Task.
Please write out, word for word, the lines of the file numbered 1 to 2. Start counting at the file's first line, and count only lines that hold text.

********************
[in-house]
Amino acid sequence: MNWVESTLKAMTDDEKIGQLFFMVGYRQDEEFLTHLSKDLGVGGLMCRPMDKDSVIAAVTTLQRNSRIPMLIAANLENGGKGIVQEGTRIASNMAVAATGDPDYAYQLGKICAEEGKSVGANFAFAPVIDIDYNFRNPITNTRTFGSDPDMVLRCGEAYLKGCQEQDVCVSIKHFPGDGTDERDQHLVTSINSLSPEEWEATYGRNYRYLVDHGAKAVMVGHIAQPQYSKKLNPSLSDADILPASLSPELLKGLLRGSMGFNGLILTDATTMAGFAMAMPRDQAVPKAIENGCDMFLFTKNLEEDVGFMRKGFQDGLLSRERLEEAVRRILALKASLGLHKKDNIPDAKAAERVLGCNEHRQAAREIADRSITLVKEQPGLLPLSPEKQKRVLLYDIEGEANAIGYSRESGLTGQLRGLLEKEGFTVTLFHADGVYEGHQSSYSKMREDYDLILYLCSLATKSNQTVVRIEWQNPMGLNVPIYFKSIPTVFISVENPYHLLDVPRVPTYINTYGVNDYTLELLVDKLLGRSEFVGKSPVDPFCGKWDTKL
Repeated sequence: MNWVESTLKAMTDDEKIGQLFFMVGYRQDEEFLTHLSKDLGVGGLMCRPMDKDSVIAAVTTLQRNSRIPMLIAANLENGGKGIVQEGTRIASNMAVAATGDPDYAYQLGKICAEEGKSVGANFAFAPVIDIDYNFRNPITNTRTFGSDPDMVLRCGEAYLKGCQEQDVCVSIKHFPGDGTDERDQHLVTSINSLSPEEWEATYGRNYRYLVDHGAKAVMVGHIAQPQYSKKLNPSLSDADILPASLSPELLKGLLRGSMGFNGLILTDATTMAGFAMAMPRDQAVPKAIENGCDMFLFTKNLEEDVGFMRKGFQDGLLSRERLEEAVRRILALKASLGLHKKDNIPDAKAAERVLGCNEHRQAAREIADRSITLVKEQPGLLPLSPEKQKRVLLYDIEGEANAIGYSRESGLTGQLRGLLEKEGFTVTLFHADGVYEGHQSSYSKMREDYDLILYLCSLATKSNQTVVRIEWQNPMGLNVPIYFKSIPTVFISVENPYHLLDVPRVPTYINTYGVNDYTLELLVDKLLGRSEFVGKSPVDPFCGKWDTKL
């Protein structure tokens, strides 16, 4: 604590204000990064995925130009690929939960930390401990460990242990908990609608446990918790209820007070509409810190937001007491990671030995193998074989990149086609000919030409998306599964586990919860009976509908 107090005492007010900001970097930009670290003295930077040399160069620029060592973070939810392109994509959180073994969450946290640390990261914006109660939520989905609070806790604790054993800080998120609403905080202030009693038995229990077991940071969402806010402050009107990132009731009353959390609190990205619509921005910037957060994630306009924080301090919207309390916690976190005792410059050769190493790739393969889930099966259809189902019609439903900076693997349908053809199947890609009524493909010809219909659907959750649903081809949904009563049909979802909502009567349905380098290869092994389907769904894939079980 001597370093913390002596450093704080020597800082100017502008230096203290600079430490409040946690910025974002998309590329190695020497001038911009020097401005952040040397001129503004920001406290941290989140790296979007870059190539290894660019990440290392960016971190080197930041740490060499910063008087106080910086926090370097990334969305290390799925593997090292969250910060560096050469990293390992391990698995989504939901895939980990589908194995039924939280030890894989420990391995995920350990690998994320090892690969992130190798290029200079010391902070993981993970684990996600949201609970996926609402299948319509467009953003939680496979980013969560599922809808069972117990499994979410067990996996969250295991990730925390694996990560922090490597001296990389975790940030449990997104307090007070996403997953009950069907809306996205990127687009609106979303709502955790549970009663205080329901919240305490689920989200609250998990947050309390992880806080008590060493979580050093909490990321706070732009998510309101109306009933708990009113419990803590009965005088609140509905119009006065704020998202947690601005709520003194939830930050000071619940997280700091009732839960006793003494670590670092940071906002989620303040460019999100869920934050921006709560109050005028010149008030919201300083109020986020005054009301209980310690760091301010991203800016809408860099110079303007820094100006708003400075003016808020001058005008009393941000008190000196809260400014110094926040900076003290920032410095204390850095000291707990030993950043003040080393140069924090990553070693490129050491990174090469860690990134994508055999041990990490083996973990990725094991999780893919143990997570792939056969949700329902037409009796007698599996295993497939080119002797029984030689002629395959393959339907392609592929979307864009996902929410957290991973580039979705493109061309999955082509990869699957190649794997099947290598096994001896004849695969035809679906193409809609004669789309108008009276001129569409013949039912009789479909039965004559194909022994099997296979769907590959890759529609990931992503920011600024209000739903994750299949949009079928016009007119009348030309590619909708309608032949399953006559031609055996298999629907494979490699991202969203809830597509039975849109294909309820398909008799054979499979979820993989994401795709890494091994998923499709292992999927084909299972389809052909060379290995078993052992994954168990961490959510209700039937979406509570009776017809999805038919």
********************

[in-house]
Amino acid sequence: MNWVESTLKAMTDDEKIGQLFFMVGYRQDEEFLTHLSKDLGVGGLMCRPMDKDSVIAAVTTLQRNSRIPMLIAANLENGGKGIVQEGTRIASNMAVAATGDPDYAYQLGKICAEEGKSVGANFAFAPVIDIDYNFRNPITNTRTFGSDPDMVLRCGEAYLKGCQEQDVCVSIKHFPGDGTDERDQHLVTSINSLSPEEWEATYGRNYRYLVDHGAKAVMVGHIAQPQYSKKLNPSLSDADILPASLSPELLKGLLRGSMGFNGLILTDATTMAGFAMAMPRDQAVPKAIENGCDMFLFTKNLEEDVGFMRKGFQDGLLSRERLEEAVRRILALKASLGLHKKDNIPDAKAAERVLGCNEHRQAAREIADRSITLVKEQPGLLPLSPEKQKRVLLYDIEGEANAIGYSRESGLTGQLRGLLEKEGFTVTLFHADGVYEGHQSSYSKMREDYDLILYLCSLATKSNQTVVRIEWQNPMGLNVPIYFKSIPTVFISVENPYHLLDVPRVPTYINTYGVNDYTLELLVDKLLGRSEFVGKSPVDPFCGKWDTKL